Wearing: Hermès Arceau Chrono Titane, $5,100; hermes.comShe says: “We wanted a 1950s Italy feel, but in a modern-day Brooklyn setting. I lived in the Veneto, about 30 kilometers from Venice. The traditional, hand-extruded pasta has sentimental value to me. We’ve got this Tajarin, an egg-based noodle, a play on carbonara, so instead of heavy black pepper in the sauce, the black pepper is in the actual noodle. We’re serving it with ramps, house-cured pancetta, finished with an organic egg … People have so much more knowledge about food than they ever have. They’re eating so many more things. So we can have the pastas, but also sardines and whole fish, presented on the bone. It’s beautiful.”
Fausto 348 Flatbush Avenue (917) 909-1427
Name: Chef Vincent Fraissange & Cat Alexander
Known for: One of the borough’s smartest seasonal menus, dished up at an unpretentious bistro hidden under the Brooklyn-Queens Expressway.
They say: “We got married three years ago, and started a catering company. We were looking for spaces, basically a commissary kitchen, and saw the ‘For Lease’ sign. We live like a block away, and this was a famous butcher shop in the neighborhood, Graham Avenue Meats, a staple for like thirty years. Once we signed the lease, we were like, ‘Man, the neighborhood really needs a restaurant.’ So we just went for it.”
Pheasant 445 Graham Avenue (718) 675-5588
Name: Chef Justin Bazdarich
Known for: Initiating Brooklynites to gourmet-level, rustic wood-fired eats.
Wearing: Patek Philippe Ref. 5905P Chronograph with Annual Calendar, $78,250; patek.com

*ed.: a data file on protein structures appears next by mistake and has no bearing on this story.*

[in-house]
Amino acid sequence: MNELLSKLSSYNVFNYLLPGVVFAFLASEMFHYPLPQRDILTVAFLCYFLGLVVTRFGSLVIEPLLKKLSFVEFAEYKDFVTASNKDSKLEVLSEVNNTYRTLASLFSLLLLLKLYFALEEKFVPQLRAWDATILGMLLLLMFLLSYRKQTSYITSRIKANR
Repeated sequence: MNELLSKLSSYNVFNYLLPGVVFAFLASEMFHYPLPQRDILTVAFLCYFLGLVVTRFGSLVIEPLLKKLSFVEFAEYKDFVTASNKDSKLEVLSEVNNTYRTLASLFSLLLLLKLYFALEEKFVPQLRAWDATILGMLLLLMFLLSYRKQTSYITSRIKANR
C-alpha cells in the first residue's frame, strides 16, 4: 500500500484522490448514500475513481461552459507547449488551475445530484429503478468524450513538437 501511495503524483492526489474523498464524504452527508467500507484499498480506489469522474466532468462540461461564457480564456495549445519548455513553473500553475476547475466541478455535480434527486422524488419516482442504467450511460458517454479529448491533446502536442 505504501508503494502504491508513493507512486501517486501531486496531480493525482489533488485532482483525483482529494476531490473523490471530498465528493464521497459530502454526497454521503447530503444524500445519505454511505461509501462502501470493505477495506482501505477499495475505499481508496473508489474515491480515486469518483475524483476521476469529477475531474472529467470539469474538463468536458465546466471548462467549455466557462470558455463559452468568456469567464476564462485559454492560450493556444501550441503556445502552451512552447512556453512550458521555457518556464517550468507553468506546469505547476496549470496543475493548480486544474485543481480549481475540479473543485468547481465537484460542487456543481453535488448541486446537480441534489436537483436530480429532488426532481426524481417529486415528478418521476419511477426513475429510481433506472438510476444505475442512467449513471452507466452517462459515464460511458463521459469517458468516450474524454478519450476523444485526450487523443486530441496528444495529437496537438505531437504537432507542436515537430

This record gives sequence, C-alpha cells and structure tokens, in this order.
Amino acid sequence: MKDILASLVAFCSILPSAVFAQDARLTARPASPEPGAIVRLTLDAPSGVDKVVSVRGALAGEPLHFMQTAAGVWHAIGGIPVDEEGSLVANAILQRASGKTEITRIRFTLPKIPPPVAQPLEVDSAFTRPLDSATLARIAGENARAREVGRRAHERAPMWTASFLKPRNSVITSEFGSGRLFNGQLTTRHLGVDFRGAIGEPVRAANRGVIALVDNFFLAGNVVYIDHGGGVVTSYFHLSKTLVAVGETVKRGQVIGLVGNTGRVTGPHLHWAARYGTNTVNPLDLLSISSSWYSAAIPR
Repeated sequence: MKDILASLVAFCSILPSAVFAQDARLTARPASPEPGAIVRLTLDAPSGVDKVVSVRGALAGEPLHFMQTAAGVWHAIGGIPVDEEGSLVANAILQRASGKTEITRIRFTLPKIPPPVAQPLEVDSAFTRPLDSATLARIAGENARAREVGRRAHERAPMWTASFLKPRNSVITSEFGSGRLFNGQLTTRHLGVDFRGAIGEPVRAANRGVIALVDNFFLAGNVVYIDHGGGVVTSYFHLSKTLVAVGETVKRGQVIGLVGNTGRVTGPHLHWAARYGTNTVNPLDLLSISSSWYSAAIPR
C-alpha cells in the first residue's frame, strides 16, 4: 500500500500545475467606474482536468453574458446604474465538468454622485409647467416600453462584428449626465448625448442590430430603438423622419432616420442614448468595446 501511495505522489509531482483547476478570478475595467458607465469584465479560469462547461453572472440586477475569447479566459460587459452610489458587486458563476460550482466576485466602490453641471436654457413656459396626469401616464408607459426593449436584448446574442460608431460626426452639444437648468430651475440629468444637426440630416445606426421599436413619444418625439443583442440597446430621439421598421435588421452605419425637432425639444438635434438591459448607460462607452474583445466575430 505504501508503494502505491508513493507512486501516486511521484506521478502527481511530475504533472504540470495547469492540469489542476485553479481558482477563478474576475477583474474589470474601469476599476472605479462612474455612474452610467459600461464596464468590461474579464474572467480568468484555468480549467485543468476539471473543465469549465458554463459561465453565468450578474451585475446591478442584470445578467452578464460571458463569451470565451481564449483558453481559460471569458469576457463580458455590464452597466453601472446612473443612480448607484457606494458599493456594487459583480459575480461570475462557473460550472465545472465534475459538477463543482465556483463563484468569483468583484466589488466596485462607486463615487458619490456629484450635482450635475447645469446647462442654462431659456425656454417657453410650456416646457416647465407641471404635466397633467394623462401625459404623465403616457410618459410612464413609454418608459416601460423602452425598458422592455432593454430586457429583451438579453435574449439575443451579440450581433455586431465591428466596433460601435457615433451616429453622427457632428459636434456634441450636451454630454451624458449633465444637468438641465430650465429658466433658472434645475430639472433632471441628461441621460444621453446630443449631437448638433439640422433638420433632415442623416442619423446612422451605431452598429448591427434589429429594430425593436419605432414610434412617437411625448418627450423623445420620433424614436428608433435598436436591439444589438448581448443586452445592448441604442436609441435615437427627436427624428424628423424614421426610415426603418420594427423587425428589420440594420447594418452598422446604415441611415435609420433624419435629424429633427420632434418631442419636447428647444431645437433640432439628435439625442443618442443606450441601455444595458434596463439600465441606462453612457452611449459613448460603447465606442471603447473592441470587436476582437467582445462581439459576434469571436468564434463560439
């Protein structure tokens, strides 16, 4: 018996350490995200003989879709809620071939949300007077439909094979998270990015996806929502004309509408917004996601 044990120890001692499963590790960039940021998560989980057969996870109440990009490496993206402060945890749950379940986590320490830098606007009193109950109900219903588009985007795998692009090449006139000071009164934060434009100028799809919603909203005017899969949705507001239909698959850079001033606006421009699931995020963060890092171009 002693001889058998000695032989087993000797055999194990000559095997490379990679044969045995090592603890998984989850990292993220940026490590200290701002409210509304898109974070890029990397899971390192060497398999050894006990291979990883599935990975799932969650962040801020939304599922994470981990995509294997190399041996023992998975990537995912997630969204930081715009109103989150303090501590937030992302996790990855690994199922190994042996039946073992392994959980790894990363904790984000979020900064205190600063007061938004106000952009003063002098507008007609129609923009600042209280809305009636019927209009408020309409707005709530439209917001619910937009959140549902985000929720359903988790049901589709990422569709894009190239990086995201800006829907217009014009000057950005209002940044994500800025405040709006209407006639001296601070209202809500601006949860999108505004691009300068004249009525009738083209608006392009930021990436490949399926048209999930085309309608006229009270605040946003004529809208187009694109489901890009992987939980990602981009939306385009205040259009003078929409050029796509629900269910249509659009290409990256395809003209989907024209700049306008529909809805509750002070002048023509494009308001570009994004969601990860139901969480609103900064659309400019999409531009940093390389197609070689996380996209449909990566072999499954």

He says: “My other restaurants [Speedy Romeo] have wood-burning ovens. At first, New York City said we couldn’t have a wood-burning grill. We had to figure out all this stuff with permitting, but we got it done. So I’m sticking with that wood-fired theme here [at Oxomoco], but just doing Mexican cuisine.”
Speed freaks will appreciate the story behind Baume & Mercier’s Clifton Club Indian model, which pays tribute to Burt Munro, the New Zealander who set—and still holds—the record for the fastest speed reached on an Indian motorcycle, a feat he accomplished in 1967, at age 68, riding across Utah’s Bonneville Salt Flats. Fifty years later, the watchmaker honors Munro’s daring spirit with this limited-edition automatic chronograph.
Are connected chronographs the next big thing in competitive sailing?
Breitling thinks so. The 46 mm Yachting offers the same features as the other Bluetooth-enabled Exospace watches (text and call notifications, a dedicated smartphone app, digital/analog quartz movement, rapid USB charging). But there are now regatta-ready features, including split timing and a dedicated countdown system, allowing multiple resets to synchronize with the judge’s timer.
Even Longines president Walter Von Känel was taken off guard when this chronograph took home the Revival Prize at last year’s Grand Prix d’Horlogerie. In retrospect, we shouldn’t have been so surprised; the BigEye oozes authenticity. It’s a straight reissue of an obscure 1930s pilot’s watch, rediscovered by a collector and brought to the attention of the brand’s heritage team.
They revived it, shoehorning a modern automatic movement (54-hour power reserve, 4Hz frequency) inside a 41 mm stainless case, while faithfully recreating the original’s dial arrangement. Between that quirky, oversized sub-register at the 3 o’clock position, the neat backstory, everyman price point, and GPHG pedigree, this one’s a no-brainer.